NPI's Cascadia Advocate

Offering commentary and analysis from Washington, Oregon, and Idaho, The Cascadia Advocate provides the Northwest Progressive Institute's uplifting perspective on world, national, and local politics.

Wednesday, May 18th, 2022

Insurgent faction mostly strikes out with voters in Idaho’s 2022 Republican primary

Idaho’s con­ser­v­a­tive Repub­li­can rulers, who have gov­erned the Gem State for twen­ty-eight years, turned back a far-right insur­gency on Tues­day. The state’s pri­ma­ry elec­tion took the form of two rival slates in a one-par­ty state.

Incum­bent Repub­li­can Gov­er­nor Brad Lit­tle defeat­ed a chal­lenge from Lieu­tenant Gov­er­nor Jan­ice McGeachin by a twen­ty-point mar­gin. McGeachin man­aged to car­ry only four coun­ties in the Ida­ho Pan­han­dle, areas that have become a hotbed for white nation­al­ists and oth­er anti-gov­ern­ment extremists.

Ida­ho House Speak­er Scott Bed­ke best­ed Rep­re­sen­ta­tive Priscil­la Gid­dings in the con­test for the Repub­li­cans’ lieu­tenant gov­er­nor nomination.

Gid­dings is one of more than twen­ty state leg­is­la­tors asso­ci­at­ed with the Ida­ho Free­dom Foun­da­tion, an insur­gent group that has gained strength as ex-Pres­i­dent Trump has gained dom­i­nance in the nation­al Repub­li­can Party.

Mean­while, twelve-term U.S. Rep­re­sen­ta­tive Mike Simp­son turned back a chal­lenge from Bryan Smith, a vice chair­man of the Ida­ho Free­dom Foundation.

Simp­son is a con­ser­v­a­tive, but has on occa­sion bro­ken from the par­ty line.

He vot­ed in the House for an inde­pen­dent bipar­ti­san com­mis­sion to probe the Jan­u­ary 6th, 2021 insur­rec­tion at the U.S. Capitol.

(Sen­ate Repub­li­cans killed the House-passed proposal.)

He cham­pi­oned cre­ation of the Boul­der-White Cloud Wilder­ness Area and has pro­posed a plan to breach four salmon-destroy­ing dams on the low­er Snake River.

Ida­ho used to be a com­pet­i­tive state.

A Demo­c­rat, Cecil Andrus, was elect­ed gov­er­nor in 1970, 1974, 1986 and 1990, tak­ing four years off to serve as U.S. Sec­re­tary of the Inte­ri­or under Pres­i­dent Jim­my Carter. Sen­a­tor Frank Church served from 1956 to 1980, and ran for the Demo­c­ra­t­ic pres­i­den­tial nom­i­na­tion in 1976.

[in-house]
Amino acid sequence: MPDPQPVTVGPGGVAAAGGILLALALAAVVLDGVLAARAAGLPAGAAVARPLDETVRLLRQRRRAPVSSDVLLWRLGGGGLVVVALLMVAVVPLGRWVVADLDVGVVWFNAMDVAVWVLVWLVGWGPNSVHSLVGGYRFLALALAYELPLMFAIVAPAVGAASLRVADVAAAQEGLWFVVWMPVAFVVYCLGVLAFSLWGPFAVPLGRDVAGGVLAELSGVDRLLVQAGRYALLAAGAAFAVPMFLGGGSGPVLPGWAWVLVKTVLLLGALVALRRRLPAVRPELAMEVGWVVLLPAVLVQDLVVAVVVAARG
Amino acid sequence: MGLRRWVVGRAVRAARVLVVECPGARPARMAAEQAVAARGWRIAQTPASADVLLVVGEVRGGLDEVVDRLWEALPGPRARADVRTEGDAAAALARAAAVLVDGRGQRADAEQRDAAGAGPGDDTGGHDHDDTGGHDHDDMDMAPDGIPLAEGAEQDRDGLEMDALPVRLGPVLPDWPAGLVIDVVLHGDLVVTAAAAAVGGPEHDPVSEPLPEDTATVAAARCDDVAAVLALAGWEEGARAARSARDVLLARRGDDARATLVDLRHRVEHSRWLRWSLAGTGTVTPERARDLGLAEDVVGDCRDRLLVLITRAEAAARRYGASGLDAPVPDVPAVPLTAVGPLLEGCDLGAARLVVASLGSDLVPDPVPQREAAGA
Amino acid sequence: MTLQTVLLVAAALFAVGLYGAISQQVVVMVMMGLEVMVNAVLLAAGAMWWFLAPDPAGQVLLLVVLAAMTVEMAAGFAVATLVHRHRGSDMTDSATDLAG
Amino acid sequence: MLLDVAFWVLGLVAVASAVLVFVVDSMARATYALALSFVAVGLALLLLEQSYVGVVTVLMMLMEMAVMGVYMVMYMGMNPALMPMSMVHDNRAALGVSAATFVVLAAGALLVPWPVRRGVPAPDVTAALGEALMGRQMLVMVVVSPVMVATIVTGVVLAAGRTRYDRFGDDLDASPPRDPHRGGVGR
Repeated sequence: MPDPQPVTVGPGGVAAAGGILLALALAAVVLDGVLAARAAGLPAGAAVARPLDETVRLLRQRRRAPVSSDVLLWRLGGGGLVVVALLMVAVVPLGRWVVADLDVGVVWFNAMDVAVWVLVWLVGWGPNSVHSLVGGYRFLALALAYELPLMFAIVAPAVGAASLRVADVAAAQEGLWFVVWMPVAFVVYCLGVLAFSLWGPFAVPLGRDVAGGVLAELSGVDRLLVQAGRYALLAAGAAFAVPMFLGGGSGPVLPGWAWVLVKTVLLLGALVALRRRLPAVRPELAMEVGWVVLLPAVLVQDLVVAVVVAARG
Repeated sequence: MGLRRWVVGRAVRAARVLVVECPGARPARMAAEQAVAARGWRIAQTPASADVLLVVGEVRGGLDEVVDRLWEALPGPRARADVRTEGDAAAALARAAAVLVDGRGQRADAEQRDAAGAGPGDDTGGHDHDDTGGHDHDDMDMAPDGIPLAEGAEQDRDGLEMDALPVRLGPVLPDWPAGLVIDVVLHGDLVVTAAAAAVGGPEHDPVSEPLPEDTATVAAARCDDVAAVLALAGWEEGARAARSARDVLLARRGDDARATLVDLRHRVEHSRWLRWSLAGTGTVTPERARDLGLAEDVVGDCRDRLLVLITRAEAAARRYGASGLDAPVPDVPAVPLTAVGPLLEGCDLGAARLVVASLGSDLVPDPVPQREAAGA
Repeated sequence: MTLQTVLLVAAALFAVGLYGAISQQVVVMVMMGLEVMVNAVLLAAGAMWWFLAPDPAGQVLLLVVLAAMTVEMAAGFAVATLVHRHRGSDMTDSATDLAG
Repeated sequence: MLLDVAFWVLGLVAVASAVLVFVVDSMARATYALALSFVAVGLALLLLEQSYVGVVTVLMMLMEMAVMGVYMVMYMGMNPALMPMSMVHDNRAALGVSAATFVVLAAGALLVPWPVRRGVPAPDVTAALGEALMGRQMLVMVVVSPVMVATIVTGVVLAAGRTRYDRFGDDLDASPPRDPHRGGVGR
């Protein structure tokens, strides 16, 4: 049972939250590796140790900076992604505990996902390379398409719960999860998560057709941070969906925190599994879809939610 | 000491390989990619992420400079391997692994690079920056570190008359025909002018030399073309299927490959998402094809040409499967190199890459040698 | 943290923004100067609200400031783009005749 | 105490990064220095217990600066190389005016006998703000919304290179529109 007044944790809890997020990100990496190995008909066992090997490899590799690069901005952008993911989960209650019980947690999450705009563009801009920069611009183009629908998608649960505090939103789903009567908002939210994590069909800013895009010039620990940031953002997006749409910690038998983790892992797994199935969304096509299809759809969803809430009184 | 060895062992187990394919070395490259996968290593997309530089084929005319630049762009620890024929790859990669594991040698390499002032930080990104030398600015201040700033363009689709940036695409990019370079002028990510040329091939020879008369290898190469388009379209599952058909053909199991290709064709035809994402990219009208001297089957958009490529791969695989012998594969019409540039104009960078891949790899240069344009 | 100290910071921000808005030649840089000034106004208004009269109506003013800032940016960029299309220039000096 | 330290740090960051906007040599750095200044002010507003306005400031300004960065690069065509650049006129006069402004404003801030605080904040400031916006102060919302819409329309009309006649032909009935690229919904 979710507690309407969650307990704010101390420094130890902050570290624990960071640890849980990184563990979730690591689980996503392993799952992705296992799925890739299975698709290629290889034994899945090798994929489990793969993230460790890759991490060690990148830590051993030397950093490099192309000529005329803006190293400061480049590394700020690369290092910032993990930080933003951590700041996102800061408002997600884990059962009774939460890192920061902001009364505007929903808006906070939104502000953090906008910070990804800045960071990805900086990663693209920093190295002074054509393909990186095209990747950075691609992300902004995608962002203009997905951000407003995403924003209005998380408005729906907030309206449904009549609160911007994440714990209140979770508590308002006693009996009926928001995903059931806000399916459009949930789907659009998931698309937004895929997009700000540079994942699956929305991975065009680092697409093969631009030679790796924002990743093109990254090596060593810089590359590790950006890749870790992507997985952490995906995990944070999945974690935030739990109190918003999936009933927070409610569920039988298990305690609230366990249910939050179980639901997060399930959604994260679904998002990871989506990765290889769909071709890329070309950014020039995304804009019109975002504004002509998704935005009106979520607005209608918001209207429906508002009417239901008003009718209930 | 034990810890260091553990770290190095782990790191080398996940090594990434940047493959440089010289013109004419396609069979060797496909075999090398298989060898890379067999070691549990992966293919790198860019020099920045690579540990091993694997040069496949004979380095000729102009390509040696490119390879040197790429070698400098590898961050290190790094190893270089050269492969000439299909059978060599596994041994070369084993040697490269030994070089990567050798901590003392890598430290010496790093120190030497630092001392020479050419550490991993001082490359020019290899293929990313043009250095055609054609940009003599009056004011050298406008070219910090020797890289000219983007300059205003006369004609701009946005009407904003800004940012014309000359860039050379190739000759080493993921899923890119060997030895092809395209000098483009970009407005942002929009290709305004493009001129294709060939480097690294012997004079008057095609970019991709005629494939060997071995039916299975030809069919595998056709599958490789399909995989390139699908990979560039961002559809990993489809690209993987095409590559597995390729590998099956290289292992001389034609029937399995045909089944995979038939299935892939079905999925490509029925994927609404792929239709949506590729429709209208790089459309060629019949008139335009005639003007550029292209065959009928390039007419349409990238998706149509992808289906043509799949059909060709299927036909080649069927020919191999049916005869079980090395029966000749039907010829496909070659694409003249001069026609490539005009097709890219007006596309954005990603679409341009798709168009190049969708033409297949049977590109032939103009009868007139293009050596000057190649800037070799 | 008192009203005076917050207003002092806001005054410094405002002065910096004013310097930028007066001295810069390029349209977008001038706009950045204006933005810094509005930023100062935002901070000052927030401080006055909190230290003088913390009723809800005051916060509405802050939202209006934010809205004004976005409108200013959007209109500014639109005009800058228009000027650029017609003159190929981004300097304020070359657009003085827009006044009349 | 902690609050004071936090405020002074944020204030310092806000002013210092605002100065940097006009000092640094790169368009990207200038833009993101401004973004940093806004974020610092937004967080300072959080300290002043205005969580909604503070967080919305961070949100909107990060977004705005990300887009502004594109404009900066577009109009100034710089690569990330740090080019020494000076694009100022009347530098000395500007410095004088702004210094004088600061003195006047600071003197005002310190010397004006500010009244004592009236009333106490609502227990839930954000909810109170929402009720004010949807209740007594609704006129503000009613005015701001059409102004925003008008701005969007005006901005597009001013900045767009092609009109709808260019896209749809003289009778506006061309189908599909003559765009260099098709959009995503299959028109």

The Democ­rats did good deeds.

Andrus cham­pi­oned cleanup of the Snake Riv­er, even enlist­ing pota­to king J.R. Sim­plot in the effort. He held on as Inte­ri­or Sec­re­tary until the last hours of the Carter Admin­is­tra­tion in order to cre­ate a Birds of Prey Sanc­tu­ary along the riv­er. Andrus and Repub­li­can Sen­a­tor Jim McClure col­lab­o­rat­ed on cre­ation of the Hells Canyon and Saw­tooth Nation­al Recre­ation Areas.

Church was an ear­ly crit­ic of Viet­nam War esca­la­tion, evok­ing a famous demon­stra­tion of Lyn­don Johnson’s tem­per at Ice Har­bor Dam ded­i­ca­tion cer­e­monies. He head­ed the Sen­ate pan­el in the mid-1970s that inves­ti­gat­ed excess­es of the Cen­tral Intel­li­gence Agency. He is the name­sake of the 1.8 mil­lion acre Frank Church Riv­er-of-no-Return Wilder­ness along the Salmon River.

Well, that was then.

The state’s present-day rulers have kept the state min­i­mum wage at $7.25 an hour. Pub­lic social invest­ment is at one of the low­est lev­els in the nation. The Leg­is­la­ture recent­ly passed, and Gov­er­nor Lit­tle signed, anti-abor­tion leg­is­la­tion mod­eled after the Texas statute now before the U.S. Supreme Court.

Yet, that has not been enough for the state’s far right. “Anti-reg­u­la­tion, anti-pub­lic schools, anti-sci­ence, Ida­ho is the nation­al GOP on steroids,” said Marc John­son, an Ida­ho polit­i­cal com­men­ta­tor who was once Andrus’ chief of staff.

Com­pe­ti­tion is bad­ly need­ed. Although pos­ing as a par­ty of fam­i­ly val­ues, Idaho’s Repub­li­cans are no strangers to scandal.

U.S. Sen­a­tor Lar­ry Craig did not seek reelec­tion after an inde­cen­cy arrest in a bath­room stall at the Min­neapo­lis-St. Paul Air­port. A tip­sy Sen­a­tor Steve Symms once stum­bled through a Sen­ate floor speech hon­or­ing Nation­al Sec­re­taries Day. (Both Symms and Craig lat­er became D.C. lobbyists.)

Sen­a­tor Mike Crapo, up for reelec­tion this year, has with­stood embar­rass­ment of a DUI arrest. Future Gov­er­nor C.L. “Butch” Otter endured a sim­i­lar arrest, try­ing to blame tight fit­ting new cow­boy boots for his errant driving.

In her chal­lenge to Lit­tle, Lieu­tenant Gov­er­nor McGeachin pro­posed using mili­tia groups to bol­ster ranks of local law enforcement.

She demand­ed that Lit­tle call a spe­cial ses­sion of the Leg­is­la­ture to remove rape and incest excep­tions from the new abor­tion law.

When Lit­tle was out of state at a Repub­li­can Gov­er­nors Asso­ci­a­tion con­fer­ence, McGeachin issued an exec­u­tive order for­bid­ding any local gov­ern­ment enti­ty from enact­ing a mask require­ment. Lit­tle swift­ly coun­ter­mand­ed the order and called it an “irre­spon­si­ble, self-serv­ing pub­lic­i­ty stunt.”

The far right scored one sig­nif­i­cant Repub­li­can pri­ma­ry vic­to­ry on Tuesday.

Ex-Rep­re­sen­ta­tive Raúl Labrador, a lib­er­tar­i­an and Ida­ho Free­dom Foun­da­tion ally, upset long­time state Attor­ney Gen­er­al Lawrence Was­den. Was­den drew fire when he refused to sign Ida­ho onto a 2020 law­suit by Texas seek­ing to throw out elec­toral votes from four states nar­row­ly car­ried by Biden.

As in most states, the Ida­ho Attor­ney Gen­er­al’s office is con­sid­ered a path to the gov­er­nor­ship. Labrador’s win has unset­tling ram­i­fi­ca­tions for 2026 and beyond.

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